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Friday, November 27, 2015

‘Muslim-Free Zone’: Gun-shop owner wins case

‘Muslim-Free Zone’: Gun-shop owner wins case

Andy Hallinan of Florida Gun Supply in Inverness, Florida, on his YouTube video declaring his store to be a "Muslim-free zone."
Andy Hallinan of Florida Gun Supply in Inverness, Florida, on his YouTube video declaring his store to be a “Muslim-free zone.”
A lawsuit filed by a Muslim activist organization against a Florida firearms retailer who posted a “Muslim Free Zone” sign has been dismissed and the case ordered closed because the statement was protected by the First Amendment and the activists couldn’t show they were injured.
The decision was released by U.S. District Judge Beth Bloom in a case brought by a local chapter of the Council on American-Islamic Relations against Florida Gun Supply, which was defended by officials with the American Freedom Law Center.
AFLC Senior Counsel David Yerushalmi said, “This dismissal was yet another AFLC victory against CAIR and its jihadi lawfare against patriotic Americans across the country. This victory follows on the heels of a recent victory against CAIR in a Michigan federal court where CAIR’s subpoenas were quashed and CAIR’s nefarious client sanctioned for abusive practices.”
He continued, “CAIR was born from a jihadi terrorist conspiracy, and it has done little to distance itself from those bona fides. CAIR is on notice: if you attempt to use the courts to conduct your civilizational jihad, AFLC will be there to defend law-abiding, patriotic Americans and our nation’s national security. We will match and defeat your civilization jihad with our constitutional lawfare in every courtroom across the nation.”
CAIR Florida had filed the action against Florida Gun Supply in July after its owner declared in a YouTube video his retail store is a “Muslim Free Zone.”
That followed the terrorist attack in Chattanooga, Tennessee, where five service members were gunned down. At that time, Muhammad Youssef Abdulazeez, 24, who was born in Kuwait, was accused of killing four U.S. Marines and a U.S. Navy petty officer during a shooting rampage. Abdulazeez also died.
Authorities are investigating the suspect’s 2014 trip to the Middle East to determine if he had contact with any extremists.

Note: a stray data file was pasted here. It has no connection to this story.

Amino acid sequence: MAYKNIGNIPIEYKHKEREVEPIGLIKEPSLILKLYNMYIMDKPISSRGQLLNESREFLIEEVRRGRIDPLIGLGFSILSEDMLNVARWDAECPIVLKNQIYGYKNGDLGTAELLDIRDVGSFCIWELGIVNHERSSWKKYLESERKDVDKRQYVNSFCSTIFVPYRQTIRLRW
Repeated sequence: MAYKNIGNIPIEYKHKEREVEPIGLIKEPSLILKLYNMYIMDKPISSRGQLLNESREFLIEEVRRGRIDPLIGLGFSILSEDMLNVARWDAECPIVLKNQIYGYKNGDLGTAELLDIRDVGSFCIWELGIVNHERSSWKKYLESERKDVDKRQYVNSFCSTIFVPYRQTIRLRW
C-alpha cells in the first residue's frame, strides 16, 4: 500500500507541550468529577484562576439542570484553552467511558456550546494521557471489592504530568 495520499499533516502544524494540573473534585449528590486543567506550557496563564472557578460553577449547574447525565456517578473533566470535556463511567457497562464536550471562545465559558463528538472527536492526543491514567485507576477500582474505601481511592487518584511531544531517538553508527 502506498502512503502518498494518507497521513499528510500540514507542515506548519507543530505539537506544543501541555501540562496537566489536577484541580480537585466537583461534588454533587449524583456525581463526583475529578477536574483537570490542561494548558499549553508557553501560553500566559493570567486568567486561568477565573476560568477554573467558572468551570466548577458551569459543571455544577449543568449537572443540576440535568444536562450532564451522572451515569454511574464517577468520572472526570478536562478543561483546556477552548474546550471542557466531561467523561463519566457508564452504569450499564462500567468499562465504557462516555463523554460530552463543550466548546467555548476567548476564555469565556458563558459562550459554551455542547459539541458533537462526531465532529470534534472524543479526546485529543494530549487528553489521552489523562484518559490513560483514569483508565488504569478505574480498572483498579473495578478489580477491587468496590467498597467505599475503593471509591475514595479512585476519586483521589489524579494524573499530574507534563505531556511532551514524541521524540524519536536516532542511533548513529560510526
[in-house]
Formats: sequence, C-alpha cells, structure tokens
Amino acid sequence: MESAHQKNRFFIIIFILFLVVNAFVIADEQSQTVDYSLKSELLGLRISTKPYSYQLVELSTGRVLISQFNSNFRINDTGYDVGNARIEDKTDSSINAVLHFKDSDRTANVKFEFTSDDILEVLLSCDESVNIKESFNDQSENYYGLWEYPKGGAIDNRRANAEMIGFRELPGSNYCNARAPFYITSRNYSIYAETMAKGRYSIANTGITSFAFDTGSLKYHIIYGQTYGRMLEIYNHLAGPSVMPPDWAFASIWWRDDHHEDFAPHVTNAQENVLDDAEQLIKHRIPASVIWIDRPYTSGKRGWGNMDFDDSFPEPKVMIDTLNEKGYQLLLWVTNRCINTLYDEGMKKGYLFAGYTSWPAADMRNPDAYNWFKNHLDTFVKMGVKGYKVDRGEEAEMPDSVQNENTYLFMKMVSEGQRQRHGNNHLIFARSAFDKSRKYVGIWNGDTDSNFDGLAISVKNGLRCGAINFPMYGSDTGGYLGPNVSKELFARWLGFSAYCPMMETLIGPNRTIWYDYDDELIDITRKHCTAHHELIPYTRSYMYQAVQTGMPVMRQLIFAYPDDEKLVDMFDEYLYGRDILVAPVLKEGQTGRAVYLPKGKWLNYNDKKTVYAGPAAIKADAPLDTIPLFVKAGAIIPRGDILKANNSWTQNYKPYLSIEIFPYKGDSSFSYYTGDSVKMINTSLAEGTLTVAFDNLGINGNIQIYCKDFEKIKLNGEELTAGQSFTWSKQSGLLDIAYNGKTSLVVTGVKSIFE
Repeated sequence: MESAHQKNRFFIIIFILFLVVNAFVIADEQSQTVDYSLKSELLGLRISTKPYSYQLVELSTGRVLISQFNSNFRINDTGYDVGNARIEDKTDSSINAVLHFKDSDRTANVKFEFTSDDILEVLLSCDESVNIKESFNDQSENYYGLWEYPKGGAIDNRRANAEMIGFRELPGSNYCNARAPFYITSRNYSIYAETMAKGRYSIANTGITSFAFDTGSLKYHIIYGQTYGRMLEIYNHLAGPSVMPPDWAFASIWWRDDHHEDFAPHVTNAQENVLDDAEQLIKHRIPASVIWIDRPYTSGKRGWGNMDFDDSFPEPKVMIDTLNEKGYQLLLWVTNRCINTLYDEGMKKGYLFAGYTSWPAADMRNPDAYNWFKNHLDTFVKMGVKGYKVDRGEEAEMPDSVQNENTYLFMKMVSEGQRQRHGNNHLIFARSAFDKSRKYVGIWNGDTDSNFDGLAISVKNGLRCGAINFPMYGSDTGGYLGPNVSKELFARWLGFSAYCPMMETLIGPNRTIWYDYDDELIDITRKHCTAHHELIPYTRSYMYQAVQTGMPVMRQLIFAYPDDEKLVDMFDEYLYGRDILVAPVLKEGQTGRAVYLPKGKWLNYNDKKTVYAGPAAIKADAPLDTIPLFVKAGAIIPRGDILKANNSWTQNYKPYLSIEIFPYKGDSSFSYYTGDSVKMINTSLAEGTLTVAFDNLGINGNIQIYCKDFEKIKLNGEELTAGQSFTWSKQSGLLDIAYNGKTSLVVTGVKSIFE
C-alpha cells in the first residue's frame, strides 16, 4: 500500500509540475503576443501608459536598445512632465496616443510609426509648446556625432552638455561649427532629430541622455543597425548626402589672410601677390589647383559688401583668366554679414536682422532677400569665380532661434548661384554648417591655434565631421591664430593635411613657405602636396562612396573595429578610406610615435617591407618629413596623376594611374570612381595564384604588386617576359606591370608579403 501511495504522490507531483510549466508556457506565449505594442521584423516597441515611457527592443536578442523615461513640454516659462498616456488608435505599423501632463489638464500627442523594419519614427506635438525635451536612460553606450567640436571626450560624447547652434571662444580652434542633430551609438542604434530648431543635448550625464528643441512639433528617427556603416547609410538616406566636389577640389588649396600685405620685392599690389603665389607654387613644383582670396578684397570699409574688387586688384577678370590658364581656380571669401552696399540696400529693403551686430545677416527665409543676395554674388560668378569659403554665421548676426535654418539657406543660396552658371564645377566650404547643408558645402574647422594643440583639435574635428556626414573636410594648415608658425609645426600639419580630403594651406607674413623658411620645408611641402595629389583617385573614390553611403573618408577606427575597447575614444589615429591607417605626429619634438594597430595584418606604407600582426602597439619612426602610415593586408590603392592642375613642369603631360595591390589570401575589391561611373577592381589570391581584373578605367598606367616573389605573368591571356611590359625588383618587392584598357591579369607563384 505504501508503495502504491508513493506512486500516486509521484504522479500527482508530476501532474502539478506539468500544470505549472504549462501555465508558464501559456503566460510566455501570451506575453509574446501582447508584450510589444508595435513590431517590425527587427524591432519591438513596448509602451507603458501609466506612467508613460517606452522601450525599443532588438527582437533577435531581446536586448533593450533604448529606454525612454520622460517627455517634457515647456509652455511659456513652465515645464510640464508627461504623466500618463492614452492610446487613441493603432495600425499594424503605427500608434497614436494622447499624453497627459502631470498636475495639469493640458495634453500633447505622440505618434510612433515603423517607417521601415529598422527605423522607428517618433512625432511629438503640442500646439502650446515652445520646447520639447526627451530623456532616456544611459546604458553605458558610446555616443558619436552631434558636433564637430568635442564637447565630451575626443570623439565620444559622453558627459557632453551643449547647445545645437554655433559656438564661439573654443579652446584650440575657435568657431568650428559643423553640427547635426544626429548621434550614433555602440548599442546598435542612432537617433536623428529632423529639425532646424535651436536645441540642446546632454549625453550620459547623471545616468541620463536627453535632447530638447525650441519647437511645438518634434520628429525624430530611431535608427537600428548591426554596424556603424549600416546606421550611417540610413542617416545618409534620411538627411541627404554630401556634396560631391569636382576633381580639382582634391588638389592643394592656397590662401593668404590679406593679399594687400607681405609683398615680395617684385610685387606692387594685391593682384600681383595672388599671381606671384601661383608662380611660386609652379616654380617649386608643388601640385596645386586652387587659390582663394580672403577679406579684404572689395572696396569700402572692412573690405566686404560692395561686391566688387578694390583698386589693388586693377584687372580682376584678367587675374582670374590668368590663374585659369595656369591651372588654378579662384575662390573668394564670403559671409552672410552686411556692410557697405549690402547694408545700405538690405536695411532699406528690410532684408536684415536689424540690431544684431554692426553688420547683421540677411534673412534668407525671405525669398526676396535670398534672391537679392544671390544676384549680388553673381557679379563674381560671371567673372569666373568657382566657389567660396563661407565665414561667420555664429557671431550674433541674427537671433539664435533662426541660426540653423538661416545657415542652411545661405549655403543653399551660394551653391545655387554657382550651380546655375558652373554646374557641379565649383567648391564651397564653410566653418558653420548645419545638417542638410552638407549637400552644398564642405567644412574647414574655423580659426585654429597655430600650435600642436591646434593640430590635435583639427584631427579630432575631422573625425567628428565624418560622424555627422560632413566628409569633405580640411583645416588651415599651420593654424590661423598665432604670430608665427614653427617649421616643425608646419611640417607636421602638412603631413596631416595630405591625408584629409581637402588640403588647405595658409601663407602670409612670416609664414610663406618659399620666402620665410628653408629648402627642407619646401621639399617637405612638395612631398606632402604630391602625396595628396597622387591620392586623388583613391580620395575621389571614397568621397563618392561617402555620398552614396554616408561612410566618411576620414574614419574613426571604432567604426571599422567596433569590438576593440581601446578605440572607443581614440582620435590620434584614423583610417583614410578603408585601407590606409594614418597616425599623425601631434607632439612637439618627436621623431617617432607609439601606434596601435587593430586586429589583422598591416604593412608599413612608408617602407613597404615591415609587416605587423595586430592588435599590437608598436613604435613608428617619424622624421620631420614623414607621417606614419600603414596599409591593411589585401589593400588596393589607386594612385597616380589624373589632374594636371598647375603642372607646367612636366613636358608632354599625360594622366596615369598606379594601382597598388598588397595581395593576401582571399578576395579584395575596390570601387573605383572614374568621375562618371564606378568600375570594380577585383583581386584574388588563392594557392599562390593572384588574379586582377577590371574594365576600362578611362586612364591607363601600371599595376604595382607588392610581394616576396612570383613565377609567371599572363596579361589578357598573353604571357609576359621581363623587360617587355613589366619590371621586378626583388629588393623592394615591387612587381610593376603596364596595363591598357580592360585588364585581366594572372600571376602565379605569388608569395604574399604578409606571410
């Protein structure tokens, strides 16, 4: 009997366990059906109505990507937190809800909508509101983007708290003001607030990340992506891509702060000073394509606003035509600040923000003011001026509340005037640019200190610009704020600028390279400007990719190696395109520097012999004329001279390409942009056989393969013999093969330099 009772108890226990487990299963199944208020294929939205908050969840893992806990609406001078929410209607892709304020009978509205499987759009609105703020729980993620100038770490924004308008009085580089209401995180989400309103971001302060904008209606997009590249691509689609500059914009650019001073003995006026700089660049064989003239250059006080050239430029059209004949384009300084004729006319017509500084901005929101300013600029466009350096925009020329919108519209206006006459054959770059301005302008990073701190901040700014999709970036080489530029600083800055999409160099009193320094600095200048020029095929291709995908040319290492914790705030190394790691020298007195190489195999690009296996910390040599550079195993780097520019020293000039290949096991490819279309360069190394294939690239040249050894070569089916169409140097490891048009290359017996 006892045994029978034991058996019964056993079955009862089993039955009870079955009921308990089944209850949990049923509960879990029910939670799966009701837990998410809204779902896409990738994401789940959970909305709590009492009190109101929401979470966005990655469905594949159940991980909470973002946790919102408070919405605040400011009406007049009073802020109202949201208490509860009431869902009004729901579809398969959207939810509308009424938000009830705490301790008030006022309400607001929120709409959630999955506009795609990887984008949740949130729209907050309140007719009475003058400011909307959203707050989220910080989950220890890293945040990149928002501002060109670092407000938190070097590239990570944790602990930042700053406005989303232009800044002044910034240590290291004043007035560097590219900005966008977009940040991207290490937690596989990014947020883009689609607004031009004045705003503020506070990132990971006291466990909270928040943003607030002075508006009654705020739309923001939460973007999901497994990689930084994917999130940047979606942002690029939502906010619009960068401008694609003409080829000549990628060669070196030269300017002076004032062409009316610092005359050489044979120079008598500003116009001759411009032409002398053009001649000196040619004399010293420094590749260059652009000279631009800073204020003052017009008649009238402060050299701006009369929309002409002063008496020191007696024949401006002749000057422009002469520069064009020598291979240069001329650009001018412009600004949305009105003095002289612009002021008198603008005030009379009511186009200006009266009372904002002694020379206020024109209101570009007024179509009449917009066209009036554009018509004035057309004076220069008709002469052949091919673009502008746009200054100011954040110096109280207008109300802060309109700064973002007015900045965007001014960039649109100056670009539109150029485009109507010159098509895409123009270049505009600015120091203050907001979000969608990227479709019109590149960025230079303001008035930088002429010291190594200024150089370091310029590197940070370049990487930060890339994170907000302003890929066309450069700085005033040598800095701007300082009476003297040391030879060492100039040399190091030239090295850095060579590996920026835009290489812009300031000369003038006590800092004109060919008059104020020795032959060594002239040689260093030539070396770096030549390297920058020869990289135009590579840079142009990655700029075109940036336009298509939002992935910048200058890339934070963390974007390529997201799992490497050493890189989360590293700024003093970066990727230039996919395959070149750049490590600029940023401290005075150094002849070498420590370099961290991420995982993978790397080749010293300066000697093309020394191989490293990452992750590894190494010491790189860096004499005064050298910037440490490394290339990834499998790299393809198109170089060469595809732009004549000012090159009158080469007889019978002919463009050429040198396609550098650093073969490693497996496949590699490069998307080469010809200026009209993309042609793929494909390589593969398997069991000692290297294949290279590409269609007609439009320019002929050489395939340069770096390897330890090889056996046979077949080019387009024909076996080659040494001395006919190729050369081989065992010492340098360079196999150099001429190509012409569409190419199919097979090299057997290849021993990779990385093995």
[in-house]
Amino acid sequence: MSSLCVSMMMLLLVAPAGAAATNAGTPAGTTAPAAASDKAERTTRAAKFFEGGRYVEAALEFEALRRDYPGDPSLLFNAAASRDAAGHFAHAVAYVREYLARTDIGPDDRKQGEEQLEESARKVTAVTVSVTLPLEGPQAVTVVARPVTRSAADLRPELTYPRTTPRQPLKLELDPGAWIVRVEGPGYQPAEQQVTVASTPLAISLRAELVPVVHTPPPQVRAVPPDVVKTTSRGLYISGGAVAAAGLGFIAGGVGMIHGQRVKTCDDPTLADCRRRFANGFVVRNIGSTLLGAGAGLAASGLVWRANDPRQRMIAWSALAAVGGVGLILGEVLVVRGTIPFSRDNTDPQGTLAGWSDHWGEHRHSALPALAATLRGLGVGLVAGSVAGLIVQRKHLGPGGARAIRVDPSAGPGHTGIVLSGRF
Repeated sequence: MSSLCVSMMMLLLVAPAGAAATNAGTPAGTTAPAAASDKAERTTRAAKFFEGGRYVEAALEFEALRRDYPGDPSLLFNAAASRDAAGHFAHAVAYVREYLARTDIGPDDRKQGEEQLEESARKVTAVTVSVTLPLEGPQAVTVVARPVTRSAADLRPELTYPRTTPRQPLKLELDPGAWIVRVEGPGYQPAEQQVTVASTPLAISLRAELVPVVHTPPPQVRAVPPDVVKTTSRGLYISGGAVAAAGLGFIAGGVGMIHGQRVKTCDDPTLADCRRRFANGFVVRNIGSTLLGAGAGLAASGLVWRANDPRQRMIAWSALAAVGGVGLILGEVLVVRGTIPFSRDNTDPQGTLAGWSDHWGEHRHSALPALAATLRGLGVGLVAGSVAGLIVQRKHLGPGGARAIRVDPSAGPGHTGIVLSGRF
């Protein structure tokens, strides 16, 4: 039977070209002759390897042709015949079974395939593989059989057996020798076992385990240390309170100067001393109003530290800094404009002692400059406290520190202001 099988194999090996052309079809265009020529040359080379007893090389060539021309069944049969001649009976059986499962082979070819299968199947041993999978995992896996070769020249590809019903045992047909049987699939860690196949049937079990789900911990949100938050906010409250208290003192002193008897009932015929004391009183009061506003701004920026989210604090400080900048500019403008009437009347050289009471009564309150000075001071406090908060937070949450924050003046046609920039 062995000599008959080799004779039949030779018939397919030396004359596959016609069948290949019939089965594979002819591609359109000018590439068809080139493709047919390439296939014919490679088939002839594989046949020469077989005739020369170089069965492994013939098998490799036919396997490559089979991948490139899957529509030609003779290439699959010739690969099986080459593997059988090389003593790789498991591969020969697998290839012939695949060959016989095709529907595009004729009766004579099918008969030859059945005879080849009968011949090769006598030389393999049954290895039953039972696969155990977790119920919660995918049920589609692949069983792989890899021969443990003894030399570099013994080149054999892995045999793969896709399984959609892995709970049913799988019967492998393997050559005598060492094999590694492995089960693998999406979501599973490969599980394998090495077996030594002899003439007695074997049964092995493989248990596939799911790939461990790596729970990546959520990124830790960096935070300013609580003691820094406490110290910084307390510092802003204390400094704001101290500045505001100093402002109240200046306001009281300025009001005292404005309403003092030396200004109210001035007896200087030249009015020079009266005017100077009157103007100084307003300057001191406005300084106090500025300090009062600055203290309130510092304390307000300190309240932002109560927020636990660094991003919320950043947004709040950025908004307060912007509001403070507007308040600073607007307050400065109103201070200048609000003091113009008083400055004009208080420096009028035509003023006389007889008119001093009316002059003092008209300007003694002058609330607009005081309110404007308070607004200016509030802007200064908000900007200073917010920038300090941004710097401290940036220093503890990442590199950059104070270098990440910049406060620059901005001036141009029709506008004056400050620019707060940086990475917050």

CAIR claimed the statement was religious discrimination in violation of Title II of the Civil Rights Act.
The store owner, Andy Hallinan, explained he would refuse to equip the next Paris-type terrorist with dangerous firearms. Consequently, pursuant to its official, written policy, Florida Gun Supply will not serve “[a]nyone who is either directly or indirectly associated with terrorism in any way.”
AFLC reported, “Despite Hallinan’s legitimate concerns about public safety – concerns which have been confirmed most recently with the deadly terrorist attacks in France and the claims by ISIS to engage in similar attacks here in the United States – CAIR Florida sued Florida Gun Supply in the U.S. District Court for the Southern District of Florida, alleging religious discrimination.”
AFLC Co-Founder Robert Muise said, “As our motion and now the court’s ruling make clear, CAIR’s lawsuit was patently frivolous if not outright dangerous. No firearms dealer or gun range owner for that matter should be required to sell weapons to or train anyone that the dealer or owner has reason to believe is a terrorist threat. We all have a civic responsibility to prevent the next terrorist attack. CAIR’s lawsuit was an effort to prevent business owners from doing so.”
The court ruled that CAIR “insufficiently alleged imminent harm. The complaint contains only bald, conclusory allegations devoid of factual enhancement.”
The ruling continued, “There are simply no facts grounding the assertion that [CAIR] and/or one of its constituents will be harmed.”
It also cited the First Amendment.